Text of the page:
Immobilization and VTE
Immobilization due to a sedentary lifestyle, after trauma or because of acute or chronic disease promotes thrombosis and pulmonary embolism.
Immobilization is another common cause of thrombosis. All diseases requiring bed rest for a few days pose a risk of suffering VTE. This includes immobilization for a splint or a plaster cast on a leg, low back pain, an acute or chronic disease, after a trauma or a long trip.
That is why, doctors usually urge patients get out of bed and walk, or at least sit up on a chair or a couch as soon as possible.
The causes for immobilization vary with age. In young people the most common causes are injuries, while in the elderly the progressive decrease of physical activity, i.e. a sedentary lifestyle or being bedridden are the most common reasons.
In these cases we need to carefully weigh the convenience or inconvenience of anticoagulant use to prevent VTE. Although when immobilization lasts a few days (or few weeks) we should consider that an anticoagulant treatment may be beneficial, but there must be a balance between the risk of the patient suffering DVT and the risk of bleeding.
Another cause of immobilization are injuries. Leg injuries, such as a broken femur, tibia, fibula or ankle, rupture of the Achilles tendon, fracture of foot bones, even ankle sprains, and tears in muscle fibers, often occur at all ages. In the young, mostly due to the practice of certain sports.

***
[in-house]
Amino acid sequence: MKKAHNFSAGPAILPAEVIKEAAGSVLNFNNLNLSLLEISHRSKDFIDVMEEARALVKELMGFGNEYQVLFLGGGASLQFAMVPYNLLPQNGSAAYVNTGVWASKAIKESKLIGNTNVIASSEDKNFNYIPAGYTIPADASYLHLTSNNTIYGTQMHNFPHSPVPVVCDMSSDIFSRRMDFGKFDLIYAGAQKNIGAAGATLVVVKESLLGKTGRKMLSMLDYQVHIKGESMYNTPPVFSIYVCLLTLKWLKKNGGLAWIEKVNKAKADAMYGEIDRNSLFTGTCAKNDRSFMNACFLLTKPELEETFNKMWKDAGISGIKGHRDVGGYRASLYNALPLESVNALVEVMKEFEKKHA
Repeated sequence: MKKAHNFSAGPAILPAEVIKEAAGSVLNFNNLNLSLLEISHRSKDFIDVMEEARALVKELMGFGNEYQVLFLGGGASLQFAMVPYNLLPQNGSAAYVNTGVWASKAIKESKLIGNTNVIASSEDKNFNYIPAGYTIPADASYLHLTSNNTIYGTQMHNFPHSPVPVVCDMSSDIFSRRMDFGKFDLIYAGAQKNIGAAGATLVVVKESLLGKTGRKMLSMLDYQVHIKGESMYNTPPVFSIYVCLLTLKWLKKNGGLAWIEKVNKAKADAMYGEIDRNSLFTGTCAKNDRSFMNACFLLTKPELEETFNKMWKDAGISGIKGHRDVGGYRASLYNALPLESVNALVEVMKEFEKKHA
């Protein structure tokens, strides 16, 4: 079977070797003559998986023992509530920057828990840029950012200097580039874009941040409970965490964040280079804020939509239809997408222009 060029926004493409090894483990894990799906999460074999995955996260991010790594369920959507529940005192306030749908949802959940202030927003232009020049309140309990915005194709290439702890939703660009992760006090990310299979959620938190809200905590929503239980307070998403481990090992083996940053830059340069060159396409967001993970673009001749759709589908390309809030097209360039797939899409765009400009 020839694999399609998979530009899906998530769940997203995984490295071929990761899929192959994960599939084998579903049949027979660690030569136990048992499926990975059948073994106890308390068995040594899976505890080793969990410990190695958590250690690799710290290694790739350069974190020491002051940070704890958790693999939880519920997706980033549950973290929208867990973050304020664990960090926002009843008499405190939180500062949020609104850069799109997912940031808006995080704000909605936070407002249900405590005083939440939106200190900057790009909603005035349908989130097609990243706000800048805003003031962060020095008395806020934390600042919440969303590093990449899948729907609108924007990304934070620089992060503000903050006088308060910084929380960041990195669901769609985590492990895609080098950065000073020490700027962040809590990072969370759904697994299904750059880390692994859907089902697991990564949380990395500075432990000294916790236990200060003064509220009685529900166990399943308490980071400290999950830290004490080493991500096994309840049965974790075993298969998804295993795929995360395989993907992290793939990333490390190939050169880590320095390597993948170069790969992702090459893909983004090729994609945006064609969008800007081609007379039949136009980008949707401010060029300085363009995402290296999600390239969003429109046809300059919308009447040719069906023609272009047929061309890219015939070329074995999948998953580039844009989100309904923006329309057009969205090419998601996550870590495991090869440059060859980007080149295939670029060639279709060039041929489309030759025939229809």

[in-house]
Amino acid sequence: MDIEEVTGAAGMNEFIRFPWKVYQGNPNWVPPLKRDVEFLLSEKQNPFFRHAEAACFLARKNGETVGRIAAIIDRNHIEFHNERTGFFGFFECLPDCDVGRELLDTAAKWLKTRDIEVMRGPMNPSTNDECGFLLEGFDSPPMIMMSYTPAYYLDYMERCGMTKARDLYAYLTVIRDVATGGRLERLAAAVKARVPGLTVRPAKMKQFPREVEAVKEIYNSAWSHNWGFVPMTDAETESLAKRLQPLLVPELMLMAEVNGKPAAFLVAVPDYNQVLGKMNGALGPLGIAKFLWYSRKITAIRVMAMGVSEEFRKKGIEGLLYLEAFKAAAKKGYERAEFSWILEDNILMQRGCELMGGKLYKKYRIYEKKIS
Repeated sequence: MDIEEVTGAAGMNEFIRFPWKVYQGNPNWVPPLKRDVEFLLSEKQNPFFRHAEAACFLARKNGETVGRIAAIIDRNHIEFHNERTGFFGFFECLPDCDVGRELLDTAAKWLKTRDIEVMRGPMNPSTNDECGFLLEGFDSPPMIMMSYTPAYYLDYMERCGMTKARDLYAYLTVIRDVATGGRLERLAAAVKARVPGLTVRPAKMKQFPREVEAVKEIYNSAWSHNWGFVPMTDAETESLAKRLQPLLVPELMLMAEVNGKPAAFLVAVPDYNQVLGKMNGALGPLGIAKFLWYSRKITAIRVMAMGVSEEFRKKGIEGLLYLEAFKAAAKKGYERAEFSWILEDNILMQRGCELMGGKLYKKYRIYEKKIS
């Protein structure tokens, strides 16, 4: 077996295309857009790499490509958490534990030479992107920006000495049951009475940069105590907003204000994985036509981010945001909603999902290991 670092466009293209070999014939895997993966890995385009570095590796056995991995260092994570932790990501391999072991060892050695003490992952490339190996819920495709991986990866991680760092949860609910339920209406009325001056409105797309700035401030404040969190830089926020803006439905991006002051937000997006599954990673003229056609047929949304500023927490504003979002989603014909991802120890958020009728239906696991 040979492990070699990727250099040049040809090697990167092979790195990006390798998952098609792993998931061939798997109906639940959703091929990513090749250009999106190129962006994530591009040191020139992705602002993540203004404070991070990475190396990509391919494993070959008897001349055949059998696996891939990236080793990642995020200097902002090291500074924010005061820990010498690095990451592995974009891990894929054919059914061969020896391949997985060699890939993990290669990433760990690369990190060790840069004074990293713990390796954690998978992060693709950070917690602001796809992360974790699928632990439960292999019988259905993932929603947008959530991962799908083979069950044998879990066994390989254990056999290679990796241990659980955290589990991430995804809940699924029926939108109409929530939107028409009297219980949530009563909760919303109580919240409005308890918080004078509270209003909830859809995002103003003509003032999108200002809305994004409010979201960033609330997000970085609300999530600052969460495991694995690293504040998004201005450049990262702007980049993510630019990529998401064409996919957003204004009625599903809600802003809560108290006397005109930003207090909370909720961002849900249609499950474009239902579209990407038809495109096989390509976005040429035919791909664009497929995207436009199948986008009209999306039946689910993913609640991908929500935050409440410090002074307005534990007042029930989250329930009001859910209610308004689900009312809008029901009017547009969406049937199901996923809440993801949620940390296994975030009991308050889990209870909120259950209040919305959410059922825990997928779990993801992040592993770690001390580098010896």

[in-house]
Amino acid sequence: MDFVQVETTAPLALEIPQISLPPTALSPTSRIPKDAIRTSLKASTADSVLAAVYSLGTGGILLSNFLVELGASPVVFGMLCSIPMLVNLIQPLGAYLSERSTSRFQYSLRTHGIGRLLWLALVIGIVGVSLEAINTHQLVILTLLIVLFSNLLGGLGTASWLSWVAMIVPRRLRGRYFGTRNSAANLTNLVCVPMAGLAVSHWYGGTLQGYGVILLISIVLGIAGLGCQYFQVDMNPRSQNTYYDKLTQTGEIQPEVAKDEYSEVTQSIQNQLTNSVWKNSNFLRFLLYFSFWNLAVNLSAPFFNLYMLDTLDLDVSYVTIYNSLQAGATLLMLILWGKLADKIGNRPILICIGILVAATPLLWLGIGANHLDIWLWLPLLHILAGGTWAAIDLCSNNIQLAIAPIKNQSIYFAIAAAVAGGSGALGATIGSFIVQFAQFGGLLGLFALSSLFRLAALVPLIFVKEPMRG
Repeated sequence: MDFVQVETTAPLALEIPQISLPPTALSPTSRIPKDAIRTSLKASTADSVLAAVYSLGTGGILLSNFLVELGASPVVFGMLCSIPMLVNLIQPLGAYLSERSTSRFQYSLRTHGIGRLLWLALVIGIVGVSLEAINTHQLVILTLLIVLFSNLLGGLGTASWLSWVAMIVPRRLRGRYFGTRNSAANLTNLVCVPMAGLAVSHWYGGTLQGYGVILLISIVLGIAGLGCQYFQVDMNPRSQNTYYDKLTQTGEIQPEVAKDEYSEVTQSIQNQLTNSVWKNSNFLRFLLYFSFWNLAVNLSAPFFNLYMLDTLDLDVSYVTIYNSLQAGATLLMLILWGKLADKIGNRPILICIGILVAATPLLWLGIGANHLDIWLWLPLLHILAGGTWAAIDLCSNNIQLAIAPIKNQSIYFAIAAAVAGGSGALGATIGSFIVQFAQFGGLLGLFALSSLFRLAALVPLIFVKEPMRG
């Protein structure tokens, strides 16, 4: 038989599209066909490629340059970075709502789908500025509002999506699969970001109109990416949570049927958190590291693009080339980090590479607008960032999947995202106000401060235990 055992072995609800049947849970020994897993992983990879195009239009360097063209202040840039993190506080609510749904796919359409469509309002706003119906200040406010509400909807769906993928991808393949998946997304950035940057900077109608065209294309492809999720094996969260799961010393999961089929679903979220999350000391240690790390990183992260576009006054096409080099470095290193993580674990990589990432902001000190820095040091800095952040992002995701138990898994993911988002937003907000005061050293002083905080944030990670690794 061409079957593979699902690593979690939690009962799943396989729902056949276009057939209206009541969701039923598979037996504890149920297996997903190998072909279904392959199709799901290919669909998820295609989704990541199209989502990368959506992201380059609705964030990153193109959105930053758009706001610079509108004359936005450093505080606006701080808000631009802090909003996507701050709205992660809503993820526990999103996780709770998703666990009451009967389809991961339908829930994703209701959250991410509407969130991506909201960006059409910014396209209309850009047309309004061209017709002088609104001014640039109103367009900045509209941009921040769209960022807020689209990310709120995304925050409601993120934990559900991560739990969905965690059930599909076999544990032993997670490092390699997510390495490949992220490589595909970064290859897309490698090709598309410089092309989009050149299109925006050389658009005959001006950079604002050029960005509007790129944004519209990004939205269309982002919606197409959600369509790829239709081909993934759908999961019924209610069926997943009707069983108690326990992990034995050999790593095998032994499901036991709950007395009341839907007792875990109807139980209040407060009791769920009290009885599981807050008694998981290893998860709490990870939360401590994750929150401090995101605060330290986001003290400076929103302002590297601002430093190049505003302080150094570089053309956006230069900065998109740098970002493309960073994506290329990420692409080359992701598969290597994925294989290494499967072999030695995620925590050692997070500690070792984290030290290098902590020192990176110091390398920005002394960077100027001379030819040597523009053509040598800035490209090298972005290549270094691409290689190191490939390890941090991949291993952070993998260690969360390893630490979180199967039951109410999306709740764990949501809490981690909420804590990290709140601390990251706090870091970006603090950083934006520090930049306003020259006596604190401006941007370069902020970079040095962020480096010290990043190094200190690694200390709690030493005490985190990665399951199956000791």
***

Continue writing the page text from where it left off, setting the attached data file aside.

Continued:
When injuries require immobilization, it may cause clot formation in deep leg veins, which in turn can lead to a lung embolism.
When the injury only requires rest and immobilization without surgery, no preventive treatment is necessary, unless if there are other circumstances that increase the risk of suffering a thrombosis, such as age (over 40), varicose veins in the legs, obesity or being on oral contraceptives, or a previous episode of venous thrombosis.
If you need surgery, medical guidelines recommend prevention of VTE by administering low molecular weight heparin subcutaneous injections (or recently also new oral anticoagulants), a substance that prevents the ability of the blood to thicken and solidify. This treatment must be taken for at least ten days, or until the patient can regain complete mobility.
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